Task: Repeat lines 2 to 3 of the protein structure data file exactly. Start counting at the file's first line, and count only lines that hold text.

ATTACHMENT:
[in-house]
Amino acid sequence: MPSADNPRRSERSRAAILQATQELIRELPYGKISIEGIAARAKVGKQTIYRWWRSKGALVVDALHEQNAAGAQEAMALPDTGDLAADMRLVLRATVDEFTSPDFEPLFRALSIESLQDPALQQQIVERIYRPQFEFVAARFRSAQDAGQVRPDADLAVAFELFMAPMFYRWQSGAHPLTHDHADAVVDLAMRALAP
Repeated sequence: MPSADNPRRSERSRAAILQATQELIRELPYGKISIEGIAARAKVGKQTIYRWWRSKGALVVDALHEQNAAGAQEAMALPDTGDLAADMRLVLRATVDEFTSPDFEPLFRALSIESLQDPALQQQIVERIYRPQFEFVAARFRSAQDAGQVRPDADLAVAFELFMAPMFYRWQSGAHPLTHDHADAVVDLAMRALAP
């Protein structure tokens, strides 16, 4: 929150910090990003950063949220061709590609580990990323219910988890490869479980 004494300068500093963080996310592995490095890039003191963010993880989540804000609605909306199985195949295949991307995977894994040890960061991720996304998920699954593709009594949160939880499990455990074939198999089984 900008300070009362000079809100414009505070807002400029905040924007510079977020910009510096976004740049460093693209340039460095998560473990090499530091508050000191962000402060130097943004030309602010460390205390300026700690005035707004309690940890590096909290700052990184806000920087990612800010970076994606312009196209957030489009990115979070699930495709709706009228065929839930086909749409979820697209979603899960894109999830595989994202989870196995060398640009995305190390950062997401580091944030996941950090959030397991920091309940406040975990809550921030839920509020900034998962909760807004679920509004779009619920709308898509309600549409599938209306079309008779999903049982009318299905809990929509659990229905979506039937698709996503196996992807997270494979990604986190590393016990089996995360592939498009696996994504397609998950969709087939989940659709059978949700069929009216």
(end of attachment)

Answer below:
Amino acid sequence: MPSADNPRRSERSRAAILQATQELIRELPYGKISIEGIAARAKVGKQTIYRWWRSKGALVVDALHEQNAAGAQEAMALPDTGDLAADMRLVLRATVDEFTSPDFEPLFRALSIESLQDPALQQQIVERIYRPQFEFVAARFRSAQDAGQVRPDADLAVAFELFMAPMFYRWQSGAHPLTHDHADAVVDLAMRALAP
Repeated sequence: MPSADNPRRSERSRAAILQATQELIRELPYGKISIEGIAARAKVGKQTIYRWWRSKGALVVDALHEQNAAGAQEAMALPDTGDLAADMRLVLRATVDEFTSPDFEPLFRALSIESLQDPALQQQIVERIYRPQFEFVAARFRSAQDAGQVRPDADLAVAFELFMAPMFYRWQSGAHPLTHDHADAVVDLAMRALAP